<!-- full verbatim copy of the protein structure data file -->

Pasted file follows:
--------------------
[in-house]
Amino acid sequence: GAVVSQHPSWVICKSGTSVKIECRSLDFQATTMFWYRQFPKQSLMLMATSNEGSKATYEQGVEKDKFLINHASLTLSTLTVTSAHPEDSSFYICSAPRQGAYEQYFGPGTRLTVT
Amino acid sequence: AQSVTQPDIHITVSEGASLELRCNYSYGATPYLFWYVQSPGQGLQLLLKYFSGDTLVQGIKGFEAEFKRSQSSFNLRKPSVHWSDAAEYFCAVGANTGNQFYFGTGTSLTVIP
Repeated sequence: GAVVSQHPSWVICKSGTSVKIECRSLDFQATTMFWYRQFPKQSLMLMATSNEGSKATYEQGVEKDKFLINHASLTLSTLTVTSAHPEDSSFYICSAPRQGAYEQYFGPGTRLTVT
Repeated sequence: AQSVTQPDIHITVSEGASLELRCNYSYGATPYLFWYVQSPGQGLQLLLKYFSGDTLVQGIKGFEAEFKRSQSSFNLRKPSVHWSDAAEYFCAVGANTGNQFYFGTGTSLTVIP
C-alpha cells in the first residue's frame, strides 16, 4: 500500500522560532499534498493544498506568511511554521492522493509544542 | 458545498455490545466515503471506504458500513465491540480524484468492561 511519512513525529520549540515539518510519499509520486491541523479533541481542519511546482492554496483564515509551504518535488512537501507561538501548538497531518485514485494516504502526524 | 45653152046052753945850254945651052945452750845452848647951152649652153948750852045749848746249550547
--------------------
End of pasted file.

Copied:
[in-house]
Amino acid sequence: GAVVSQHPSWVICKSGTSVKIECRSLDFQATTMFWYRQFPKQSLMLMATSNEGSKATYEQGVEKDKFLINHASLTLSTLTVTSAHPEDSSFYICSAPRQGAYEQYFGPGTRLTVT
Amino acid sequence: AQSVTQPDIHITVSEGASLELRCNYSYGATPYLFWYVQSPGQGLQLLLKYFSGDTLVQGIKGFEAEFKRSQSSFNLRKPSVHWSDAAEYFCAVGANTGNQFYFGTGTSLTVIP
Repeated sequence: GAVVSQHPSWVICKSGTSVKIECRSLDFQATTMFWYRQFPKQSLMLMATSNEGSKATYEQGVEKDKFLINHASLTLSTLTVTSAHPEDSSFYICSAPRQGAYEQYFGPGTRLTVT
Repeated sequence: AQSVTQPDIHITVSEGASLELRCNYSYGATPYLFWYVQSPGQGLQLLLKYFSGDTLVQGIKGFEAEFKRSQSSFNLRKPSVHWSDAAEYFCAVGANTGNQFYFGTGTSLTVIP
C-alpha cells in the first residue's frame, strides 16, 4: 500500500522560532499534498493544498506568511511554521492522493509544542 | 458545498455490545466515503471506504458500513465491540480524484468492561 511519512513525529520549540515539518510519499509520486491541523479533541481542519511546482492554496483564515509551504518535488512537501507561538501548538497531518485514485494516504502526524 | 45653152046052753945850254945651052945452750845452848647951152649652153948750852045749848746249550547